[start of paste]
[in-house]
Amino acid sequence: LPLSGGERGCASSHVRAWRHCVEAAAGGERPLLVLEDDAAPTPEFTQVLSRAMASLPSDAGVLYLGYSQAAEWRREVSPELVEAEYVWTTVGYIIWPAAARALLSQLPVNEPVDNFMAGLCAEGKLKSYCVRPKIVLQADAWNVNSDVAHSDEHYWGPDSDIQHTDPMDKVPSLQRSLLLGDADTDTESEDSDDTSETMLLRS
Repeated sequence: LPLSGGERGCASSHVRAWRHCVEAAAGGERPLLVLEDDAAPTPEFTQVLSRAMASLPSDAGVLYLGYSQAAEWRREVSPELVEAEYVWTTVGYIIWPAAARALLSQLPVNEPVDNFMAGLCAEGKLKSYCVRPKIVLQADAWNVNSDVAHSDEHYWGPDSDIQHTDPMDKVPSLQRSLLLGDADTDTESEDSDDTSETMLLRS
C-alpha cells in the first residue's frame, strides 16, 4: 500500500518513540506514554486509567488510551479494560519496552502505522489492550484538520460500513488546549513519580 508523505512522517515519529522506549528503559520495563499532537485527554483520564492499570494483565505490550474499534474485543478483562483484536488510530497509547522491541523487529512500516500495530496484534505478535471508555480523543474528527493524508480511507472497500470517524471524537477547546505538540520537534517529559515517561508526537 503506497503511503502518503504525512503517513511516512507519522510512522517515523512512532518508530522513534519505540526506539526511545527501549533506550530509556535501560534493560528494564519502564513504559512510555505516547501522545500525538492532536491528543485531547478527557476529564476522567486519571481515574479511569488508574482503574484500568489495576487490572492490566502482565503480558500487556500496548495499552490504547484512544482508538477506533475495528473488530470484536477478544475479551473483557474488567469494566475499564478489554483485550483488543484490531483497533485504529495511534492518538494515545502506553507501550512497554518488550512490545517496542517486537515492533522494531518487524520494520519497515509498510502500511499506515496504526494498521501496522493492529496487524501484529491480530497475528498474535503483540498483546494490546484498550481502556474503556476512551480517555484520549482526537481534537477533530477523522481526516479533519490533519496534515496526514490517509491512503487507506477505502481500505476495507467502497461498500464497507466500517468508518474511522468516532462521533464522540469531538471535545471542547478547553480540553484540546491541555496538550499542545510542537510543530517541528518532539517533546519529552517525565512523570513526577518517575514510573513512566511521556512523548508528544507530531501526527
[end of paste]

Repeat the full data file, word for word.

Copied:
[in-house]
Amino acid sequence: LPLSGGERGCASSHVRAWRHCVEAAAGGERPLLVLEDDAAPTPEFTQVLSRAMASLPSDAGVLYLGYSQAAEWRREVSPELVEAEYVWTTVGYIIWPAAARALLSQLPVNEPVDNFMAGLCAEGKLKSYCVRPKIVLQADAWNVNSDVAHSDEHYWGPDSDIQHTDPMDKVPSLQRSLLLGDADTDTESEDSDDTSETMLLRS
Repeated sequence: LPLSGGERGCASSHVRAWRHCVEAAAGGERPLLVLEDDAAPTPEFTQVLSRAMASLPSDAGVLYLGYSQAAEWRREVSPELVEAEYVWTTVGYIIWPAAARALLSQLPVNEPVDNFMAGLCAEGKLKSYCVRPKIVLQADAWNVNSDVAHSDEHYWGPDSDIQHTDPMDKVPSLQRSLLLGDADTDTESEDSDDTSETMLLRS
C-alpha cells in the first residue's frame, strides 16, 4: 500500500518513540506514554486509567488510551479494560519496552502505522489492550484538520460500513488546549513519580 508523505512522517515519529522506549528503559520495563499532537485527554483520564492499570494483565505490550474499534474485543478483562483484536488510530497509547522491541523487529512500516500495530496484534505478535471508555480523543474528527493524508480511507472497500470517524471524537477547546505538540520537534517529559515517561508526537 503506497503511503502518503504525512503517513511516512507519522510512522517515523512512532518508530522513534519505540526506539526511545527501549533506550530509556535501560534493560528494564519502564513504559512510555505516547501522545500525538492532536491528543485531547478527557476529564476522567486519571481515574479511569488508574482503574484500568489495576487490572492490566502482565503480558500487556500496548495499552490504547484512544482508538477506533475495528473488530470484536477478544475479551473483557474488567469494566475499564478489554483485550483488543484490531483497533485504529495511534492518538494515545502506553507501550512497554518488550512490545517496542517486537515492533522494531518487524520494520519497515509498510502500511499506515496504526494498521501496522493492529496487524501484529491480530497475528498474535503483540498483546494490546484498550481502556474503556476512551480517555484520549482526537481534537477533530477523522481526516479533519490533519496534515496526514490517509491512503487507506477505502481500505476495507467502497461498500464497507466500517468508518474511522468516532462521533464522540469531538471535545471542547478547553480540553484540546491541555496538550499542545510542537510543530517541528518532539517533546519529552517525565512523570513526577518517575514510573513512566511521556512523548508528544507530531501526527